Just like those quarter notes above represent tapping a drum “to the beat”, the same can be said about NOT tapping the drum, or leaving a “Rest”. It’s the same pattern, the same duration, the same value, except you DON’T hit the drum on this beat.

So, in the example below, you would tap the drum on “1,2” then leave an evenly spaced rest for “3”, then hit for “4”.

Quarter Note Rest

Got it? Good.

More later. Happy Drumming.








Virtual Drummer for Non-Drummers

Product: Toontrack EZdrummer 2

Operating System: Windows / Mac OSX



EZDrummer 2 Virtual Drum Program


If you need a drum track for your latest tune, and drumming is not in your skillset, then a virtual drum program like Toontrack EZdrummer 2 could be the quickest, easiest, and possibly the best solution.

The marketplace is starting to see many virtual drum programs for Mac and PC operating systems, but few rival the simplicity, and acoustic accuracy of Toontrack EZdrummer 2.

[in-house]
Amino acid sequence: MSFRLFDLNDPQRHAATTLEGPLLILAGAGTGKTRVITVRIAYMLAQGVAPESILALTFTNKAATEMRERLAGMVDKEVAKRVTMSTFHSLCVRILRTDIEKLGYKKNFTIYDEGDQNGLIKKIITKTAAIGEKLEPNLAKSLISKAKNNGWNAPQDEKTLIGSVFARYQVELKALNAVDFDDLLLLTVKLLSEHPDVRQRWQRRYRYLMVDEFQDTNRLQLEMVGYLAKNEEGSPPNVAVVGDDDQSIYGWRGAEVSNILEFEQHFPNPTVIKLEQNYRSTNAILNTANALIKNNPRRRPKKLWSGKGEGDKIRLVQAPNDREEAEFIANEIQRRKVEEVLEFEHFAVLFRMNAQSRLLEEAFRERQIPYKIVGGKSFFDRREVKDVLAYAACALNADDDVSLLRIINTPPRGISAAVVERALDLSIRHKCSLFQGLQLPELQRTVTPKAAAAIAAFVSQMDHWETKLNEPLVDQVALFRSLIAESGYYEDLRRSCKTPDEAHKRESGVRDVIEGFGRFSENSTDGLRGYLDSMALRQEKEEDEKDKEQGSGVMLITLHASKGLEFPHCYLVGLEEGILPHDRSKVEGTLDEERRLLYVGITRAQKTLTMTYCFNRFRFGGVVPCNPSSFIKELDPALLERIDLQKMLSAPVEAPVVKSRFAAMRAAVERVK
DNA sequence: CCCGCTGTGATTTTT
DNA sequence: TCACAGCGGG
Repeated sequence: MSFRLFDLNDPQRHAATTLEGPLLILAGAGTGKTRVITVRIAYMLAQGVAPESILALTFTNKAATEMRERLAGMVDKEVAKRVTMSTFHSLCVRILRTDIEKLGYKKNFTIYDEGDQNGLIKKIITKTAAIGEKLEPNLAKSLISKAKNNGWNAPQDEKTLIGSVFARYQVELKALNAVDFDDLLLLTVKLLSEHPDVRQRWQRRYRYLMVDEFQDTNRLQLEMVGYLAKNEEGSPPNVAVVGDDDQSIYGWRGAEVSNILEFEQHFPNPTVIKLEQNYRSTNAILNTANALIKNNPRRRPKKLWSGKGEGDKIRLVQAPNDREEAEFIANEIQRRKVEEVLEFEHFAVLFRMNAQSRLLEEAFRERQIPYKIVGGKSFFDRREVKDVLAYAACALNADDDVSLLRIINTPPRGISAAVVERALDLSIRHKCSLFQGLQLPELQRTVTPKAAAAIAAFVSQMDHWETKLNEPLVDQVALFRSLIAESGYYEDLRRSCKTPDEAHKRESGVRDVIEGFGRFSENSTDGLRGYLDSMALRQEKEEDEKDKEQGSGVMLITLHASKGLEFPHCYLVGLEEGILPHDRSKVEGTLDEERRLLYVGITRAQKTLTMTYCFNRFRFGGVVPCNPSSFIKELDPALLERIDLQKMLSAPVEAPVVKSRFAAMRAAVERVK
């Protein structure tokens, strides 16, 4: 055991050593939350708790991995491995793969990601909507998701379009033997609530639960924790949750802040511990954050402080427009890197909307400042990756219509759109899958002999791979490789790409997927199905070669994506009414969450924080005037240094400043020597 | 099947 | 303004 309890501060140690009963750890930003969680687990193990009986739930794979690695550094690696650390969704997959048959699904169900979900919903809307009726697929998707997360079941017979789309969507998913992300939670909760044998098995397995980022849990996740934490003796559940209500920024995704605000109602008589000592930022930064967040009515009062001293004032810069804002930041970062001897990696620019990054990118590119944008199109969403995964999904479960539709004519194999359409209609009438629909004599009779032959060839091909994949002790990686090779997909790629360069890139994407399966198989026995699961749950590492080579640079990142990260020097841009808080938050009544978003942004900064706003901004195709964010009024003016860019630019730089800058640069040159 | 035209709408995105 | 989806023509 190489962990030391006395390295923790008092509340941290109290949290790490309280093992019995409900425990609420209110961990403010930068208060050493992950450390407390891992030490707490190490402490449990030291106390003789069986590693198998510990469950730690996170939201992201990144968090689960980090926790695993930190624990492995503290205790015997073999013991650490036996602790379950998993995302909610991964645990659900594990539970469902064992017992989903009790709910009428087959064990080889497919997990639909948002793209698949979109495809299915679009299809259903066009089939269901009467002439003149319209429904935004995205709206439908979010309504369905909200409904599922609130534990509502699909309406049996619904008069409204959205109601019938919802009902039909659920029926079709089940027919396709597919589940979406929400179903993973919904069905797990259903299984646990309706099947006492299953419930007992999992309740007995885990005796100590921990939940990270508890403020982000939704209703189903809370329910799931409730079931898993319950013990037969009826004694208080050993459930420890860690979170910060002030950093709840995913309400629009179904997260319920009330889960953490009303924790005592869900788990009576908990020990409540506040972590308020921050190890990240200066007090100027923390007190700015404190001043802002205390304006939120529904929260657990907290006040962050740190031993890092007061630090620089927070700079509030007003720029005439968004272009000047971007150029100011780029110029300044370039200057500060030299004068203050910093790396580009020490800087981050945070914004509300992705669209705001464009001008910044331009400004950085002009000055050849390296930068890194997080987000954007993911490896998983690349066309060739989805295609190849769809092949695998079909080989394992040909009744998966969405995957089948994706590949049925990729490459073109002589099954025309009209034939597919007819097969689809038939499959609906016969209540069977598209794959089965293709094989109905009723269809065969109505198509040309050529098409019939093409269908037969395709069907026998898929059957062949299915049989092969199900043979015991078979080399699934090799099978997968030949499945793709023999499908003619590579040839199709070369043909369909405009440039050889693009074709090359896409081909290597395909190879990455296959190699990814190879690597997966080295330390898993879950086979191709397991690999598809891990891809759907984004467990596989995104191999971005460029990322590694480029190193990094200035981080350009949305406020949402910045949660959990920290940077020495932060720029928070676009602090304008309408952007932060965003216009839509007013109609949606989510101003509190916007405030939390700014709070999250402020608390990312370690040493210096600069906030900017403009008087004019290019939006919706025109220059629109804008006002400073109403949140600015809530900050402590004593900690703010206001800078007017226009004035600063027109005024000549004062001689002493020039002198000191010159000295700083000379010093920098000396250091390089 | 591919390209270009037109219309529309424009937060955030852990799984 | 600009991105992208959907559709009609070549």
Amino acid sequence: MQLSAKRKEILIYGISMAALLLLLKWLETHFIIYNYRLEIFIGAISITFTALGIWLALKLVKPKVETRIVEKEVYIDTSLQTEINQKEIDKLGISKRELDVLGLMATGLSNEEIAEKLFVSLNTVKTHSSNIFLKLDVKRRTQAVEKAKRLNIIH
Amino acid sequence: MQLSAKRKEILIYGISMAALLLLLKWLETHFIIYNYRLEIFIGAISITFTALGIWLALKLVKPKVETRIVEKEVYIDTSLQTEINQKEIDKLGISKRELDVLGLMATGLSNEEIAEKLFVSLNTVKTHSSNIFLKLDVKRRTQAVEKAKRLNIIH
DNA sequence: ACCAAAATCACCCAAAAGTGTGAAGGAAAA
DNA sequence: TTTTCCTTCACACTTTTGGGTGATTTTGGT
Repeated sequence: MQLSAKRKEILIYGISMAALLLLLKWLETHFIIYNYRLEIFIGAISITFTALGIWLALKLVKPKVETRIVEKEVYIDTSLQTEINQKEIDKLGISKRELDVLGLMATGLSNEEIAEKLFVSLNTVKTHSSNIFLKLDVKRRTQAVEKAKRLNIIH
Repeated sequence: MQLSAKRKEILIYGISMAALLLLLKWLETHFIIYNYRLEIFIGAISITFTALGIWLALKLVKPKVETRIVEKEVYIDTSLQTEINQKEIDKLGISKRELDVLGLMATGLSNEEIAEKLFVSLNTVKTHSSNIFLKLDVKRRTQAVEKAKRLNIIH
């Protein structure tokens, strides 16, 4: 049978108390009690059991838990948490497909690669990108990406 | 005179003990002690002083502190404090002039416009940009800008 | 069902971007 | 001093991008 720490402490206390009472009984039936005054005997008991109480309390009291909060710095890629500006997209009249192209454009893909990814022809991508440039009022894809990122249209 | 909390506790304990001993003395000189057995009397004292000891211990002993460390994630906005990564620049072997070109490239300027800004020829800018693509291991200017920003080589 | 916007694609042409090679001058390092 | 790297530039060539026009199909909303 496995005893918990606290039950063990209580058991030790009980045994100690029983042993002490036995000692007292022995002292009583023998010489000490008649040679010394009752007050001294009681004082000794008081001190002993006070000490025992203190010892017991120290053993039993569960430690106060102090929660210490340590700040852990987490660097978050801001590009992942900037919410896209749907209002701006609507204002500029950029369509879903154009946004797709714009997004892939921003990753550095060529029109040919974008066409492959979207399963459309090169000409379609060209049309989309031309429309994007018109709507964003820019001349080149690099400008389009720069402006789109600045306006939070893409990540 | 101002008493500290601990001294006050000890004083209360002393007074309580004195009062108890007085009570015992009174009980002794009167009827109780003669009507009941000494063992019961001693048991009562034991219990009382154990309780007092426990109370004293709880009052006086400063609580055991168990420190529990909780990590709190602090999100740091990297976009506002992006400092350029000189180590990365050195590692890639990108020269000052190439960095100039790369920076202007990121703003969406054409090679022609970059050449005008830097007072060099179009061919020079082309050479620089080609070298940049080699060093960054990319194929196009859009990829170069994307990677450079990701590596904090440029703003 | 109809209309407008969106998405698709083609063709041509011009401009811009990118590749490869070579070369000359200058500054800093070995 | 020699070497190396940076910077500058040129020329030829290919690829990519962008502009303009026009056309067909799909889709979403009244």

The suite includes 5 NEW drumsets since EZdrummer 1, and switching drum kits on the fly is effortless.

The ease of use makes it a perfect tool for songwriters. You can use the software as standalone, but it is also available to use with your favorite sequencer.

Click track recording, quantization, and numerous preset features are a fingertip away.

Drum kits with numerous voicings are available to cover most genres, and it you need even more flexibility, the drum kits are interchangeable.


EZdrummer 2 Virtual Drum Program

EZdrummer 2 Virtual Drum Program

Play Drums by Ear, or Learn to Read Music?

Well, that’s the question, and a point could be made for both. However, as a lifelong musician, I’ve witnessed both and seen a pattern emerge.